Gilroy Well Tests Positive for ChemicalJun 26, 2003 | The Dispatch A private well off Holsclaw Road south of Gilman Road in Gilroy has tested positive for perchlorate contamination, leading water officials to believe the poisonous groundwater plume that has already tainted 419 wells between Morgan Hill and north Gilroy may be trickling further south.
The well owner, whose identity is being kept confidential by Santa Clara Valley Water District, ran a test in May that revealed a 4.7 parts per billion contamination level, less than 1 part per billion above the state’s “action level” which triggers warning notices.
The information was reported to the water district earlier this week, spokesperson Mike DiMarco said. It is the southernmost detection of the chemical since testing began in February. A well at Leavesley Road just east of U.S. 101 tested positive at 4 to 10 parts per billion.
“For right now I’d really consider this part of the plume,” said George Cook, an engineering geologist for the water district. “It’s following the general trend of the plume and Olin Corporation is using this information for its new (well) sampling program.”
Cook said Olin’s testing program will likely expand further south now that a detection below Leavesley has occurred.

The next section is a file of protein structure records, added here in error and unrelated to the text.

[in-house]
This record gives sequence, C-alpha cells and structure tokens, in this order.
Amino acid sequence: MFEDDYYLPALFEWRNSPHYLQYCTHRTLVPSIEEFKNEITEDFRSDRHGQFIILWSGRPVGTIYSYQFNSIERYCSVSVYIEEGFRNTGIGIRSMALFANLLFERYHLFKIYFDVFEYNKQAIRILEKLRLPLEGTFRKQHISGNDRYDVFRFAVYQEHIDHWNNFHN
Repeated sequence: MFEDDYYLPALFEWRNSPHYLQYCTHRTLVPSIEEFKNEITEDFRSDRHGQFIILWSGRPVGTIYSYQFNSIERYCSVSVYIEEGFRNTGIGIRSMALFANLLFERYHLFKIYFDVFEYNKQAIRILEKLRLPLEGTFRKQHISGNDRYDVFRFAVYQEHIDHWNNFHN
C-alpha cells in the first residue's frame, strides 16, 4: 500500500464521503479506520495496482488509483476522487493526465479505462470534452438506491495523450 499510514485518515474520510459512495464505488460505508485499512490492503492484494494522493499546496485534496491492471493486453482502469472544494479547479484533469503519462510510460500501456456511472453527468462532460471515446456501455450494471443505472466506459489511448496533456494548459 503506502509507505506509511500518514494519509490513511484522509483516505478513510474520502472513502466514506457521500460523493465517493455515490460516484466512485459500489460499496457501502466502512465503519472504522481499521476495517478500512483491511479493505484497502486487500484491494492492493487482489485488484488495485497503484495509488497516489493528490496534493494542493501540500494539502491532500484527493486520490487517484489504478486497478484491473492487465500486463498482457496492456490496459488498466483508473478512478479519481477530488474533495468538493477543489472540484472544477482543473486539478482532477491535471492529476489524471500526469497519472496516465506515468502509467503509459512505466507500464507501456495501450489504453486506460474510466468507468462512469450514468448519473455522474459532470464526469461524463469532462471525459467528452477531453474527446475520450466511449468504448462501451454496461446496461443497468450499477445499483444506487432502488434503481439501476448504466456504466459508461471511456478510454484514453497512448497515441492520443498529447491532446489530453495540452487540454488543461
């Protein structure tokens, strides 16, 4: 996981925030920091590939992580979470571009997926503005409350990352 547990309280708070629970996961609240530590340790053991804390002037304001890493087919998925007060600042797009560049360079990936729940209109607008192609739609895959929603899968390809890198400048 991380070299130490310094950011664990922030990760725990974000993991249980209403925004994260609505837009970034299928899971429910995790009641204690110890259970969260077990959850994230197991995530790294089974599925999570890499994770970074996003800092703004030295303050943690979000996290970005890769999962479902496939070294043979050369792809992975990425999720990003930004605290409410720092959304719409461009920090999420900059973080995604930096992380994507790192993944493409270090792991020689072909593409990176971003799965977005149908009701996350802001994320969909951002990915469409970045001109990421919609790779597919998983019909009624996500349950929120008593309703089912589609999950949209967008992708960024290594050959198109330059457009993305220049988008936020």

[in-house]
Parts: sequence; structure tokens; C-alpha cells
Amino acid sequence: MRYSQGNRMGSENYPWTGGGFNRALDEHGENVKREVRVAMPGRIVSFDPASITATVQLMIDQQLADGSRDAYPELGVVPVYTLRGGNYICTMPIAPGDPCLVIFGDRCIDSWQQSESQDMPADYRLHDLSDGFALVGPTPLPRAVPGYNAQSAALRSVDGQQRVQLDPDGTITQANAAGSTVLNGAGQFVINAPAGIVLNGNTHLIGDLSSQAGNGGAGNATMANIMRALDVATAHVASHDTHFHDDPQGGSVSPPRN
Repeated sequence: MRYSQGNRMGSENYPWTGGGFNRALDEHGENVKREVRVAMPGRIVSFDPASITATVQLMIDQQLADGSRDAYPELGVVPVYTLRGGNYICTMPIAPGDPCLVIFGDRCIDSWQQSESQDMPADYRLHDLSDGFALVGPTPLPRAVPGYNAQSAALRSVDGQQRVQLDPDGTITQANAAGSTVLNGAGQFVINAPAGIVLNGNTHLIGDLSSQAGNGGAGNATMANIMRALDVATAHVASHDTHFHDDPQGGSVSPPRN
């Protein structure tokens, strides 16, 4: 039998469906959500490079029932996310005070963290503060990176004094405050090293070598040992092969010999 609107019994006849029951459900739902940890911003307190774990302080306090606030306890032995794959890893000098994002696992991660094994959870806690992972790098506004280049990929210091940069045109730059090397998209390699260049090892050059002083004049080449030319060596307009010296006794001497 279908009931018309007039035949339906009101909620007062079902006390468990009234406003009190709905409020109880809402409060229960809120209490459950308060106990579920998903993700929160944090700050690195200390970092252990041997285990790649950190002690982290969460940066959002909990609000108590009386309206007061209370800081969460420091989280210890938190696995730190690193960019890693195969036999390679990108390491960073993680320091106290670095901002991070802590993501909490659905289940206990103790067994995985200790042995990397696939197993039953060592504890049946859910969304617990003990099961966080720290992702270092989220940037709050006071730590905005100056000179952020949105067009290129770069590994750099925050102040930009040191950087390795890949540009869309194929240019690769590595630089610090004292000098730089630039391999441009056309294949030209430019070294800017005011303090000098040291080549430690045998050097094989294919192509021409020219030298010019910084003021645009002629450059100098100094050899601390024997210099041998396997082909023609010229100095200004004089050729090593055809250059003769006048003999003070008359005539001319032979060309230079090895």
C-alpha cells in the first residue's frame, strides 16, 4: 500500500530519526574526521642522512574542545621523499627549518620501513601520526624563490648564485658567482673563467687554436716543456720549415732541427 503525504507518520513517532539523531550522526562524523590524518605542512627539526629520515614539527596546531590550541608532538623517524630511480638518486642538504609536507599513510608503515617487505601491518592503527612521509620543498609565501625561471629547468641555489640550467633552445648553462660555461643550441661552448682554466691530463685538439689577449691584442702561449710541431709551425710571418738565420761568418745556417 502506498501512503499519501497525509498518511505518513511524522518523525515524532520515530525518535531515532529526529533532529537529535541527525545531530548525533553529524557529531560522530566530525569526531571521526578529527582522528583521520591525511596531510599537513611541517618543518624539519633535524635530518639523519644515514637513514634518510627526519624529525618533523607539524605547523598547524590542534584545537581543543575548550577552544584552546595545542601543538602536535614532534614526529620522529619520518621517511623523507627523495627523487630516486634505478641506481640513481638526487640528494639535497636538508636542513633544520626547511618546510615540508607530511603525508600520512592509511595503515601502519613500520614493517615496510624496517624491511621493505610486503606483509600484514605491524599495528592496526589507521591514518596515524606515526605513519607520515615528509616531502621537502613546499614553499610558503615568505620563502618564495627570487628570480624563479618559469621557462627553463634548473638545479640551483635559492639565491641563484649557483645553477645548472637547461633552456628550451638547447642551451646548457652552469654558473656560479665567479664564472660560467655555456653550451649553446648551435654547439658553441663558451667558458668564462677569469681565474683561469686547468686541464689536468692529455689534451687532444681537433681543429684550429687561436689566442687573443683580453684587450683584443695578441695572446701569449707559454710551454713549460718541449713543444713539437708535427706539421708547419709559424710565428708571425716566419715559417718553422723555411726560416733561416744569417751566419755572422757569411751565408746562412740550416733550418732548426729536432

Olin is the former Morgan Hill flare manufacturer that contaminated the groundwater table with perchlorate. It is responsible for testing area wells and devising a clean water program for impacted water users.
The old Olin factory is at Tennant and Railroad avenues in Morgan Hill. The company is only testing wells south of the closed factory site for the jet fuel and flare ingredient.
Gilroy water officials do not believe the new detection will impact city wells, even though two city wells exist near Holsclaw and Gilman roads. All eight city wells have been tested monthly since February. To date none has shown perchlorate contamination.
“The more wells that pop up, though, sure isn’t a good thing,” said Dan Aldridge, water operations supervisor for Gilroy. “We’ll continue to monitor this monthly.”
It is possible the new detection spot is independent of the plume.
“There are a lot of sources of perchlorate and we don’t know all the former uses of the land out there,” DiMarco said.
The new detection spot is east of Llagas Creek, near the Syngenta property. Syngenta is a worldwide agribusiness company and seeds producer. It is unknown if the contaminated well is at the Syngenta site since officials from the local plant and at headquarters did not return phone calls before deadline.
Perchlorate is used in the manufacture of jet fuel, flares and fertilizer. Its health risk is still unclear and state and federal testing is under way. At some exposure levels, perchlorate is known to cause thyroid problems and some tumors in humans. What is not known is the levels at which exposure becomes a danger.
The “action level” for perchlorate was lowered in 2002 by the state from 18 ppb to 4 ppb. Wells in Morgan Hill, San Martin and Gilroy have shown contamination levels from 4 ppb to 100 ppb.